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“You have so many different bodies (involved) … and nobody wants to sort of take charge of the situation,” she said.

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In 2020, the federal government announced a $1.72-billion program to cap and clean up orphaned oil wells in Alberta, Saskatchewan and British Columbia.

A group of upstream oil and natural gas companies in Ontario wrote both the federal and provincial governments proposing that they be included in the program – at a cost of $270 million – to help address what it sees as a growing problem in Ontario.

According to documents obtained by Greenpeace Canada, and provided to The Canadian Press, the Ontario Petroleum Institute said there are approximately 27,000 oil and gas wells in Ontario primarily on private land.

“The OPI estimates that 4,400 wells in Ontario pose a potential risk to landowners and public health and safety,” a federal briefing note said.

The group’s funding request estimates that it would cost approximately $60,000 per well to remediate the problem. The funding, it said, would create 500 jobs and support 40 businesses across Ontario.

To date, Ontario has not been added to the federal program.

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“OPI continues to seek opportunities for industry to collaborate with the federal and provincial authorities to address the risks associated with Ontario’s orphan wells,” the chairman of the regulatory committee E. Peter Rowe said in a statement.

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A spokeswoman for Ontario’s Ministry of Natural Resources said the province created its Abandoned Well Program in 2005 and since then it has spent $23 million and plugged approximately 380 high-risk wells.

“We continue to look for opportunities to collaborate with industry and the federal government to address the potential public and environmental safety issues associated with orphaned and dormant wells in Ontario,” Jolanta Kowalski said in a statement.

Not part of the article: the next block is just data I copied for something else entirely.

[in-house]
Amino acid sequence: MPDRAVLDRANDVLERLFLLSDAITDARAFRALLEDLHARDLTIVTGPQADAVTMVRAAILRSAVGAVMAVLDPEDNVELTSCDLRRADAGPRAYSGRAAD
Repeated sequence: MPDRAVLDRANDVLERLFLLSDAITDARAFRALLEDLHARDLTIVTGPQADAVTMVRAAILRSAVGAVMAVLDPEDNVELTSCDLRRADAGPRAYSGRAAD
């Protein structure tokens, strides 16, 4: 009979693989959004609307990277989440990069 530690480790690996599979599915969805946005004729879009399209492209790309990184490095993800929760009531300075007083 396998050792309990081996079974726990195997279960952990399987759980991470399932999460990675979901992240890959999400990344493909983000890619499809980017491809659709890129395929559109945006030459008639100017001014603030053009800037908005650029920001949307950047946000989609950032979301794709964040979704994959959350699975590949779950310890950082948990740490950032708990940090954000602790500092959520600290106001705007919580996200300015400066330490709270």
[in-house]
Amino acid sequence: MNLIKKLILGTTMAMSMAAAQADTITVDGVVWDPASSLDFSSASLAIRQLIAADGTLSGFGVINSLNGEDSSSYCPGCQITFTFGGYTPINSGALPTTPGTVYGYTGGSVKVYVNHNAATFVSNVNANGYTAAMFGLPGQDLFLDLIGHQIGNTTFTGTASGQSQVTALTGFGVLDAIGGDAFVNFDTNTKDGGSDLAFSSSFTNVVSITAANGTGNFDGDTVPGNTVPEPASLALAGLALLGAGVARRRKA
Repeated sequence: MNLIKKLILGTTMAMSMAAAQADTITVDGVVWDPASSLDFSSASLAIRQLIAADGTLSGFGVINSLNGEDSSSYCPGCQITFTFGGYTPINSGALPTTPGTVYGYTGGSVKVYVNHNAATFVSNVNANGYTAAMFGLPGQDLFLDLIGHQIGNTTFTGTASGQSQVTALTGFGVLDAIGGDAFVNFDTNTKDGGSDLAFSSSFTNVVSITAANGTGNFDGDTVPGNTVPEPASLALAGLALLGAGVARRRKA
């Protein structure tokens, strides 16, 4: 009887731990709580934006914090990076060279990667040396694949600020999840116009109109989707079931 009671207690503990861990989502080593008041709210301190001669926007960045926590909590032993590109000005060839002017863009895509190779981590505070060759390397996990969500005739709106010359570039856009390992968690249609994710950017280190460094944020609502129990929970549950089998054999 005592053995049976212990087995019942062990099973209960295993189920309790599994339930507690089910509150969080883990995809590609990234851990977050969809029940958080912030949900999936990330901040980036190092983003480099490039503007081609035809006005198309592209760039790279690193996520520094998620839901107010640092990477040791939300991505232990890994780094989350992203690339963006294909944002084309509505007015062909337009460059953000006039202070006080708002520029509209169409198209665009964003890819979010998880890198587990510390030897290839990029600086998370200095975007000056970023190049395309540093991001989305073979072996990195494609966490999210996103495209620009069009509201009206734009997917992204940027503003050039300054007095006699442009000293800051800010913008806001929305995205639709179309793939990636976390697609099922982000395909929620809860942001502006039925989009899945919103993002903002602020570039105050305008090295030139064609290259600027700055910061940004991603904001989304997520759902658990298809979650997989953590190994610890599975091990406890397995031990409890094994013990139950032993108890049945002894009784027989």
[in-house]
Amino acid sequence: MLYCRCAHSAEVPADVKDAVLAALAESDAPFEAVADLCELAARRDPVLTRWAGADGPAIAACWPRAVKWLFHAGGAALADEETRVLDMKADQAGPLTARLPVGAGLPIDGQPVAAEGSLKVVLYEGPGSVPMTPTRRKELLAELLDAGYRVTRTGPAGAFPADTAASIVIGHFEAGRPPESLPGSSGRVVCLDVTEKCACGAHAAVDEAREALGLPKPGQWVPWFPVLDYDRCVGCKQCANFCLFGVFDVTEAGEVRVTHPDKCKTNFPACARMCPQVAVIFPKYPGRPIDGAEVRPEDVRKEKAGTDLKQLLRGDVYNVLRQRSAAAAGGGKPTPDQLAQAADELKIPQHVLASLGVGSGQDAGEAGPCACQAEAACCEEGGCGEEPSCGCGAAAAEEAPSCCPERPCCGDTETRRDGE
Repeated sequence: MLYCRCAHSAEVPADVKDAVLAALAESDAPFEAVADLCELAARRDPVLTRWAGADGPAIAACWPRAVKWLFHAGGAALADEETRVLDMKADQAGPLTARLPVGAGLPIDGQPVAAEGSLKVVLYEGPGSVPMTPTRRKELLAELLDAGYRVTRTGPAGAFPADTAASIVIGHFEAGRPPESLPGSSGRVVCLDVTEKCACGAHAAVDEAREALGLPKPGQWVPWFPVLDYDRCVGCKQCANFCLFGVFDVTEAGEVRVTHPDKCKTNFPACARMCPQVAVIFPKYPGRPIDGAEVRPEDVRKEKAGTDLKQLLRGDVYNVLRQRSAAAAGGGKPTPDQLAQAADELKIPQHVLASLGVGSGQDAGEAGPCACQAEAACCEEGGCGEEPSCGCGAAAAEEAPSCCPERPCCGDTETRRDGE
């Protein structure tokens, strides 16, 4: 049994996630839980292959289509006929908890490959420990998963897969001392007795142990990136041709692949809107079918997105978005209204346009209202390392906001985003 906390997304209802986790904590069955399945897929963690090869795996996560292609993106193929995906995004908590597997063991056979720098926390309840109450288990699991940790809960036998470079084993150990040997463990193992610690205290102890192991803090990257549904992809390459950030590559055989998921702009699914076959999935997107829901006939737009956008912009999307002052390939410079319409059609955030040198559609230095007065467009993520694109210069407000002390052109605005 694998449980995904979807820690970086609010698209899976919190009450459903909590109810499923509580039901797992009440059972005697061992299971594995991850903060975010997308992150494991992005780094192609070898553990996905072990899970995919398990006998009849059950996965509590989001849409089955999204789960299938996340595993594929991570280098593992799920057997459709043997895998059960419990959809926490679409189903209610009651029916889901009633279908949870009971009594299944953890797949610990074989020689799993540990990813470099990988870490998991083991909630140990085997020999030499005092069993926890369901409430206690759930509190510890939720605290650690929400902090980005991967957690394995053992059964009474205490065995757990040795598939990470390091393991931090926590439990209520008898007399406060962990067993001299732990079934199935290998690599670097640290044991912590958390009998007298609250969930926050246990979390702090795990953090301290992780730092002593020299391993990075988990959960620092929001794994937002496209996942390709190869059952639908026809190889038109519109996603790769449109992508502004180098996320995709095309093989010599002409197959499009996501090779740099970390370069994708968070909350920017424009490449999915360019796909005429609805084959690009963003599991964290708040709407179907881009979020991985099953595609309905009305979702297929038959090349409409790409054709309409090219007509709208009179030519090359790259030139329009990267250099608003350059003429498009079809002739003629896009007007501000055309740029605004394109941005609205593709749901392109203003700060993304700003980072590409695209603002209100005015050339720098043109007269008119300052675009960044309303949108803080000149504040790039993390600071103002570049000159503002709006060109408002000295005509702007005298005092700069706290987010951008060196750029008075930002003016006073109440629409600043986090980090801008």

The federal government said inactive and orphan wells are a matter of provincial jurisdiction.

“Alberta, British Columbia, and Saskatchewan have established orphan well associations that are funded by industry,” the Department of Natural Resources said in a statement. “These provinces also account for the vast majority of orphan and inactive wells in Canada.”

Maurice Dusseault, a geological engineering professor at University of Waterloo, said abandoned wells in Ontario are among the oldest on the continent and many of the sealing technologies are now failing as a result, foreshadowing the same effect in other parts of the country in years to come.

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“This is the legacy, the burden that we bear,” he said of Ontario’s early oil industry. “We’re going to have to address this issue.”

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That will require both Ottawa and the province to work together to come up with a solution, he said.

A spokesman for Greenpeace Canada said not only should the federal and provincial governments create a program to clean up the oil wells, they should attempt to use historic records to track them back to their original owners where possible.

“Whoever created the pollution should pay for it,” Keith Stewart said. “There’s a huge moral hazard involved in allowing polluting companies to walk away from these liabilities for the taxpayer to clean up.”